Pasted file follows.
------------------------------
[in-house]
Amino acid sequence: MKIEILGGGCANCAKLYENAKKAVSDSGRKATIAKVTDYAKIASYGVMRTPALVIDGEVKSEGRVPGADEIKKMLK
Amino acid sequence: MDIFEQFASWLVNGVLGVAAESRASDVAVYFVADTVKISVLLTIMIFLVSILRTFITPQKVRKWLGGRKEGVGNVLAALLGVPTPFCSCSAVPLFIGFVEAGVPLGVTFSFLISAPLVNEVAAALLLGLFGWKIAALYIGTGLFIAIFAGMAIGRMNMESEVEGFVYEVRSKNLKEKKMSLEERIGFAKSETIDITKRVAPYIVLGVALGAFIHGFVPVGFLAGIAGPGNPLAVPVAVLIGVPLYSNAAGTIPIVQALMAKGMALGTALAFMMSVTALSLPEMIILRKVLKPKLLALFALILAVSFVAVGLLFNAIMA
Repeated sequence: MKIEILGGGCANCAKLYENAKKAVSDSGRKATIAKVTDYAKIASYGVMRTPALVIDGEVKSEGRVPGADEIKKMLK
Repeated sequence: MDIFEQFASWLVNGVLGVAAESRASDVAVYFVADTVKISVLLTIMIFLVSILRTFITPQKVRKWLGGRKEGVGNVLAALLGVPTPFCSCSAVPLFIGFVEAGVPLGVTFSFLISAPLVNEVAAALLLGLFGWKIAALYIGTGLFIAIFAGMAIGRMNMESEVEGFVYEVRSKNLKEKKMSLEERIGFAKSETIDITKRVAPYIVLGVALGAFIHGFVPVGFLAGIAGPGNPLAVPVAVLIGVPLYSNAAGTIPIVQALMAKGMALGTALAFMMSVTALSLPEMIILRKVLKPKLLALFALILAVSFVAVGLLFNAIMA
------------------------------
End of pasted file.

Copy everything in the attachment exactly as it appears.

[in-house]
Amino acid sequence: MKIEILGGGCANCAKLYENAKKAVSDSGRKATIAKVTDYAKIASYGVMRTPALVIDGEVKSEGRVPGADEIKKMLK
Amino acid sequence: MDIFEQFASWLVNGVLGVAAESRASDVAVYFVADTVKISVLLTIMIFLVSILRTFITPQKVRKWLGGRKEGVGNVLAALLGVPTPFCSCSAVPLFIGFVEAGVPLGVTFSFLISAPLVNEVAAALLLGLFGWKIAALYIGTGLFIAIFAGMAIGRMNMESEVEGFVYEVRSKNLKEKKMSLEERIGFAKSETIDITKRVAPYIVLGVALGAFIHGFVPVGFLAGIAGPGNPLAVPVAVLIGVPLYSNAAGTIPIVQALMAKGMALGTALAFMMSVTALSLPEMIILRKVLKPKLLALFALILAVSFVAVGLLFNAIMA
Repeated sequence: MKIEILGGGCANCAKLYENAKKAVSDSGRKATIAKVTDYAKIASYGVMRTPALVIDGEVKSEGRVPGADEIKKMLK
Repeated sequence: MDIFEQFASWLVNGVLGVAAESRASDVAVYFVADTVKISVLLTIMIFLVSILRTFITPQKVRKWLGGRKEGVGNVLAALLGVPTPFCSCSAVPLFIGFVEAGVPLGVTFSFLISAPLVNEVAAALLLGLFGWKIAALYIGTGLFIAIFAGMAIGRMNMESEVEGFVYEVRSKNLKEKKMSLEERIGFAKSETIDITKRVAPYIVLGVALGAFIHGFVPVGFLAGIAGPGNPLAVPVAVLIGVPLYSNAAGTIPIVQALMAKGMALGTALAFMMSVTALSLPEMIILRKVLKPKLLALFALILAVSFVAVGLLFNAIMA